Managing Vacant Historic Buildings
Historic England has produced guidance to help owners reduce the risks facing empty buildings by carrying out a range of precautionary measures and adopting an active management approach. It explains how to decommission buildings that are about to be vacated, as well as how to look after buildings that have already been vacant for some time.
When historic buildings are left vacant they are at a greatly increased risk of damage and decay and can easily blight their localities. The best way to protect a building is to keep it occupied, even if the use is temporary. However, it is inevitable that some historic buildings will struggle to find even a temporary use.
Factors to consider when managing a vacant building:
- Review the options and plan strategically- how long is the building likely to remain vacant?
- Take stock of the building- gather information on the building
- Make the building secure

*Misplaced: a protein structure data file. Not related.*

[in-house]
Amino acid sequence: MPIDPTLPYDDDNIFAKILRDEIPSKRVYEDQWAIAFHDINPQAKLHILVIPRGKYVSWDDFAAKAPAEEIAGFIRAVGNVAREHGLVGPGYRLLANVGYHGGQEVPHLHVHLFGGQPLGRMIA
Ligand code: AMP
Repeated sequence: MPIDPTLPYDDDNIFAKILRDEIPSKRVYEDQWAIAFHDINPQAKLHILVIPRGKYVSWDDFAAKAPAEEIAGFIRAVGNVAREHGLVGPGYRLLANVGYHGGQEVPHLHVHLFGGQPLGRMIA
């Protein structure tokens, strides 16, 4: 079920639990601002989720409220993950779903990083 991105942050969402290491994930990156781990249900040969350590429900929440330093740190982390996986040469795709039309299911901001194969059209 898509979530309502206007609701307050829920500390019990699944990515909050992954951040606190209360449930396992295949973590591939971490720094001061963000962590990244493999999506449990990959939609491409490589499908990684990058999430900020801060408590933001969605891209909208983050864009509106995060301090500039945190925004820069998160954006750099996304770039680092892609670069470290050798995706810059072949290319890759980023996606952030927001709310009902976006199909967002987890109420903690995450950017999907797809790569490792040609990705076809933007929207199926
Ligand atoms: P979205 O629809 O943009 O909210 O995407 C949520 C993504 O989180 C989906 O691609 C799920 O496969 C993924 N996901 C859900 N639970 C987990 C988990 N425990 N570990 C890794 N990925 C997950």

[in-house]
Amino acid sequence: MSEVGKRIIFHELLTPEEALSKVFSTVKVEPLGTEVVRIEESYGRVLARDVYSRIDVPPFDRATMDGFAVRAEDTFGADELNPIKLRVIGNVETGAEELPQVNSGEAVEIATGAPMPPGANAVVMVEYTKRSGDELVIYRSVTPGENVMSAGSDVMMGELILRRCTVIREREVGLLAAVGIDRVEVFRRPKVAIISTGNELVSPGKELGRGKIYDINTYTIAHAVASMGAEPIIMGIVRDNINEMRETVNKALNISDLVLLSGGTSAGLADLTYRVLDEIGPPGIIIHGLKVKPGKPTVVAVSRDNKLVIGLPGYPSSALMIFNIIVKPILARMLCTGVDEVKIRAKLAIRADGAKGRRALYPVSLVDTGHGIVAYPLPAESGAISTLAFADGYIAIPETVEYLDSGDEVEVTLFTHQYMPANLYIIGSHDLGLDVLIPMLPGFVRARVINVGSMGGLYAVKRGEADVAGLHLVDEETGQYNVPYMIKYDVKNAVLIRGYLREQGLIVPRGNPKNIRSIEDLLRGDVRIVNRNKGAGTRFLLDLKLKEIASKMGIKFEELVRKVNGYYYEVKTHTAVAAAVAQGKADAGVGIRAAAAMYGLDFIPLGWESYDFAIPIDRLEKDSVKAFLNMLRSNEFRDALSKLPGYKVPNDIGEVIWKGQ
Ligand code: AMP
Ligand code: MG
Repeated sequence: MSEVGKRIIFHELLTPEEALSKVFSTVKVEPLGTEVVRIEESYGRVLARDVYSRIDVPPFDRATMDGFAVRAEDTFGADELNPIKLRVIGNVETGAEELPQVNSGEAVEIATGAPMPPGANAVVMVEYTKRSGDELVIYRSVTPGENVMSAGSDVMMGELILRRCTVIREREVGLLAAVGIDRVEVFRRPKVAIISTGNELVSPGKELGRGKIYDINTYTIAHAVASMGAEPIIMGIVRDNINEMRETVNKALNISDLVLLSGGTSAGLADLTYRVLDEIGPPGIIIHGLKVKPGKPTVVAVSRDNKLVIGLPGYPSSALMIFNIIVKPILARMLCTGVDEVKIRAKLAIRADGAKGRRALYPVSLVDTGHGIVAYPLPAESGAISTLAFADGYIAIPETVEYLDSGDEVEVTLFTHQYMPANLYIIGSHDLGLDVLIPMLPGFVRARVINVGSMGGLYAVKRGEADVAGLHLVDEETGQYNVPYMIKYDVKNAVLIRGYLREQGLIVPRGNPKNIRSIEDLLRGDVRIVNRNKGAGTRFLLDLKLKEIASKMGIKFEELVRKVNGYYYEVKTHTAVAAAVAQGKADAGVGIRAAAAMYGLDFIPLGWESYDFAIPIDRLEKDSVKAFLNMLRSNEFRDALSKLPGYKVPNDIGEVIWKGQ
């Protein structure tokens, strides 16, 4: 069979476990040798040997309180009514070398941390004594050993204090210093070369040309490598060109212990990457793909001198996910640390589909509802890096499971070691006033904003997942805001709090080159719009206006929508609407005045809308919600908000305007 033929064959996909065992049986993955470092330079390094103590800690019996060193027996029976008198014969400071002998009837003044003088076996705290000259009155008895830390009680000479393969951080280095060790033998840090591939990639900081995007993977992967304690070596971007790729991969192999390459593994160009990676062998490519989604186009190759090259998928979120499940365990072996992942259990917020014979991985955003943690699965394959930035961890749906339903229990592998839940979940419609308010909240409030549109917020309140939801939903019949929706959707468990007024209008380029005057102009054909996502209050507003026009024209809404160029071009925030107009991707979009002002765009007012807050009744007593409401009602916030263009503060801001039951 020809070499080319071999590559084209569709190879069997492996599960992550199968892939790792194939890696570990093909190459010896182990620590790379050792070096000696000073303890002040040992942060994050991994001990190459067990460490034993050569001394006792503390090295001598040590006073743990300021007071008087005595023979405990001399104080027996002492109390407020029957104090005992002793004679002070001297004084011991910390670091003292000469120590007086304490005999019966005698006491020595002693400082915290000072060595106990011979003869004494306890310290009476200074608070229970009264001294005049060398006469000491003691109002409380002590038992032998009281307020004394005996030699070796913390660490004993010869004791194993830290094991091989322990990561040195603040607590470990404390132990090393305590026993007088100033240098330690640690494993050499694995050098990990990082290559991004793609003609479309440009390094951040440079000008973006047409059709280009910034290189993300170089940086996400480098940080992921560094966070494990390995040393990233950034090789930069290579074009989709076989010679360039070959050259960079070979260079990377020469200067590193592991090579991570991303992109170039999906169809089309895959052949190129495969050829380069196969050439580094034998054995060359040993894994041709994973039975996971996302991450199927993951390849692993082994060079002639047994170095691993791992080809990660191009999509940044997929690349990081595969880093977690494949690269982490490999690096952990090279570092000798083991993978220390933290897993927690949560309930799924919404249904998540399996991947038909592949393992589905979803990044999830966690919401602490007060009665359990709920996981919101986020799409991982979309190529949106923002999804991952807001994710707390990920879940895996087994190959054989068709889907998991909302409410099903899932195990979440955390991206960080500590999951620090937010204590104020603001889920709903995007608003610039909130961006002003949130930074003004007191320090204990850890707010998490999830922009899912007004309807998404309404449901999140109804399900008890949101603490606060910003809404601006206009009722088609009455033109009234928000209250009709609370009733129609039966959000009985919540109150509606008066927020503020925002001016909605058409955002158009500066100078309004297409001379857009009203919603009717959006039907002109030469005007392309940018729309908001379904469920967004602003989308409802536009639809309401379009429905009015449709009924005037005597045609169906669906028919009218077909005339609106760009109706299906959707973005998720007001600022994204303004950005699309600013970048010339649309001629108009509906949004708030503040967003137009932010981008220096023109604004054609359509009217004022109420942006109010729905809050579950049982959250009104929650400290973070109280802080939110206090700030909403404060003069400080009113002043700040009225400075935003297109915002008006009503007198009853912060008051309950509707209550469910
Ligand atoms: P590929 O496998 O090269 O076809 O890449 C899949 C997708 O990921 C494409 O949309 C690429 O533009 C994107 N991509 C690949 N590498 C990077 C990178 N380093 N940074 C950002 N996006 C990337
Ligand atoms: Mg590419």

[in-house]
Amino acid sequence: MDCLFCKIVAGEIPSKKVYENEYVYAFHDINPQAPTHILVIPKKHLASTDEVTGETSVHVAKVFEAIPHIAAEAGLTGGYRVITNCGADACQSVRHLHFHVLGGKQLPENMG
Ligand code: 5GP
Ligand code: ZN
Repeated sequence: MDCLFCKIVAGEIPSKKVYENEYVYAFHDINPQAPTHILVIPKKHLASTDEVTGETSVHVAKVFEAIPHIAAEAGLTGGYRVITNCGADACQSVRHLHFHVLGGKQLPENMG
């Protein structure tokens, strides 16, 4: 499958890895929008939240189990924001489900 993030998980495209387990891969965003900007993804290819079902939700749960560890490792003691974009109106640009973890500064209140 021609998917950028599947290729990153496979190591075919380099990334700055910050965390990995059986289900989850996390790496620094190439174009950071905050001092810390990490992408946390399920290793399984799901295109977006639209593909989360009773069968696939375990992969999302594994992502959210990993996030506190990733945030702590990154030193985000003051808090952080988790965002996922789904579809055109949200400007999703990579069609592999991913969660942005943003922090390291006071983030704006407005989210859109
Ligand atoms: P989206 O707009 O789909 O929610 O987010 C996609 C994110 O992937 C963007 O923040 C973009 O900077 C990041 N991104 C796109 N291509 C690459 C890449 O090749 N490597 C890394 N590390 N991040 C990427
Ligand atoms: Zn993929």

- Investigate the potential for temporary uses
- Carry out urgent repairs
- Protect vulnerable features
- Protect the building from fire
- Carry out regular inspections and maintenance
- Decide what to do about building services
- Keep the building dry and well ventilated
- Prevent damage from vegetation
- Check insurance
- Prevent damage and risks from wildlife
- Check legal responsibilities
- Check situation regarding taxes and rates
Listed vacant buildings
Listed buildings which are left empty and unprotected may be classified as being ‘at risk’, either by Historic England or by the local planning authority. A separate guidance note, Stopping the Rot, explains the use of statutory powers to secure the repair of such buildings.